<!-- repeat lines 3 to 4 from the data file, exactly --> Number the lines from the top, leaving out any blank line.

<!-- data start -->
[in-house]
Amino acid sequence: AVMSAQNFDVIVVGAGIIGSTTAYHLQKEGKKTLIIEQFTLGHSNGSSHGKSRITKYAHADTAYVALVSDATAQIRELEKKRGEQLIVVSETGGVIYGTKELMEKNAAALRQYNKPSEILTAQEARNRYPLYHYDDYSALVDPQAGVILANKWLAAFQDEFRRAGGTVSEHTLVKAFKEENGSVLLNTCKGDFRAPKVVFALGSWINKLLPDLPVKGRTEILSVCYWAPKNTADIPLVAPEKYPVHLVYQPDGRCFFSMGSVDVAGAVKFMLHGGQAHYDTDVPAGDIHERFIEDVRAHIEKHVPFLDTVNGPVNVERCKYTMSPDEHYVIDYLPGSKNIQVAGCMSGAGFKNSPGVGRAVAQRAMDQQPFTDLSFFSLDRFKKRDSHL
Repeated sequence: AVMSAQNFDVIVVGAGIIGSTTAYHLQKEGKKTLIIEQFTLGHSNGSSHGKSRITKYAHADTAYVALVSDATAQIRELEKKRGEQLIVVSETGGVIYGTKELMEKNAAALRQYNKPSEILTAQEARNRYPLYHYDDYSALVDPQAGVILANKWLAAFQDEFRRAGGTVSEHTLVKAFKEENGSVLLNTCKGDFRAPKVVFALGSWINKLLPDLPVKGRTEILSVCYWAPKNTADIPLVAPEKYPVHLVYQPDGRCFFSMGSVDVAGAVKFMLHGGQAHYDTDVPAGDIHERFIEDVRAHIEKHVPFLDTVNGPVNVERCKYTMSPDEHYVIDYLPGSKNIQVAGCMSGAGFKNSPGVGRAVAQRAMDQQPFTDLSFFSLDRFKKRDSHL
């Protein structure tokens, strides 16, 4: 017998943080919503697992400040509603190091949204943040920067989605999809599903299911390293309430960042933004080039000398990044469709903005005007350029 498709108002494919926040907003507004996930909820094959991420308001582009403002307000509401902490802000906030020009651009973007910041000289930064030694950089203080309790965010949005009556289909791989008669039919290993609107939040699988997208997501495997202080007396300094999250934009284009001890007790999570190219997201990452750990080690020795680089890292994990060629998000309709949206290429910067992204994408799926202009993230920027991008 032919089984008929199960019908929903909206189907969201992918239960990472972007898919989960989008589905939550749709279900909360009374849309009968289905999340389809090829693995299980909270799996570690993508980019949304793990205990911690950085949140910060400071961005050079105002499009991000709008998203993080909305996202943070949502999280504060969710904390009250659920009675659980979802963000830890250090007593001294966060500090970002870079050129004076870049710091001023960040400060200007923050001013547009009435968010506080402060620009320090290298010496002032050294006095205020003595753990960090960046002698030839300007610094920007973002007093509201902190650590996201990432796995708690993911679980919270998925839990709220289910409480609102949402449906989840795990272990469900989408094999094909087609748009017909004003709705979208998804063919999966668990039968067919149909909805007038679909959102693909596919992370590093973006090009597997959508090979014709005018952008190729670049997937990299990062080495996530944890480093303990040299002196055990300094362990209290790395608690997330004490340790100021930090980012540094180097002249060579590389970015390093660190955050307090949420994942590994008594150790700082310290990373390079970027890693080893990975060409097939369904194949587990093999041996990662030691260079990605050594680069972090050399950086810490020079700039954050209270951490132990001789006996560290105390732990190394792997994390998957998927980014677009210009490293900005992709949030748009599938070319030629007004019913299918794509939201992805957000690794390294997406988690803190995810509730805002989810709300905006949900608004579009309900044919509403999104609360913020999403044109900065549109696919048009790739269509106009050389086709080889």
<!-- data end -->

Repeated sequence: AVMSAQNFDVIVVGAGIIGSTTAYHLQKEGKKTLIIEQFTLGHSNGSSHGKSRITKYAHADTAYVALVSDATAQIRELEKKRGEQLIVVSETGGVIYGTKELMEKNAAALRQYNKPSEILTAQEARNRYPLYHYDDYSALVDPQAGVILANKWLAAFQDEFRRAGGTVSEHTLVKAFKEENGSVLLNTCKGDFRAPKVVFALGSWINKLLPDLPVKGRTEILSVCYWAPKNTADIPLVAPEKYPVHLVYQPDGRCFFSMGSVDVAGAVKFMLHGGQAHYDTDVPAGDIHERFIEDVRAHIEKHVPFLDTVNGPVNVERCKYTMSPDEHYVIDYLPGSKNIQVAGCMSGAGFKNSPGVGRAVAQRAMDQQPFTDLSFFSLDRFKKRDSHL
């Protein structure tokens, strides 16, 4: 017998943080919503697992400040509603190091949204943040920067989605999809599903299911390293309430960042933004080039000398990044469709903005005007350029 498709108002494919926040907003507004996930909820094959991420308001582009403002307000509401902490802000906030020009651009973007910041000289930064030694950089203080309790965010949005009556289909791989008669039919290993609107939040699988997208997501495997202080007396300094999250934009284009001890007790999570190219997201990452750990080690020795680089890292994990060629998000309709949206290429910067992204994408799926202009993230920027991008 032919089984008929199960019908929903909206189907969201992918239960990472972007898919989960989008589905939550749709279900909360009374849309009968289905999340389809090829693995299980909270799996570690993508980019949304793990205990911690950085949140910060400071961005050079105002499009991000709008998203993080909305996202943070949502999280504060969710904390009250659920009675659980979802963000830890250090007593001294966060500090970002870079050129004076870049710091001023960040400060200007923050001013547009009435968010506080402060620009320090290298010496002032050294006095205020003595753990960090960046002698030839300007610094920007973002007093509201902190650590996201990432796995708690993911679980919270998925839990709220289910409480609102949402449906989840795990272990469900989408094999094909087609748009017909004003709705979208998804063919999966668990039968067919149909909805007038679909959102693909596919992370590093973006090009597997959508090979014709005018952008190729670049997937990299990062080495996530944890480093303990040299002196055990300094362990209290790395608690997330004490340790100021930090980012540094180097002249060579590389970015390093660190955050307090949420994942590994008594150790700082310290990373390079970027890693080893990975060409097939369904194949587990093999041996990662030691260079990605050594680069972090050399950086810490020079700039954050209270951490132990001789006996560290105390732990190394792997994390998957998927980014677009210009490293900005992709949030748009599938070319030629007004019913299918794509939201992805957000690794390294997406988690803190995810509730805002989810709300905006949900608004579009309900044919509403999104609360913020999403044109900065549109696919048009790739269509106009050389086709080889």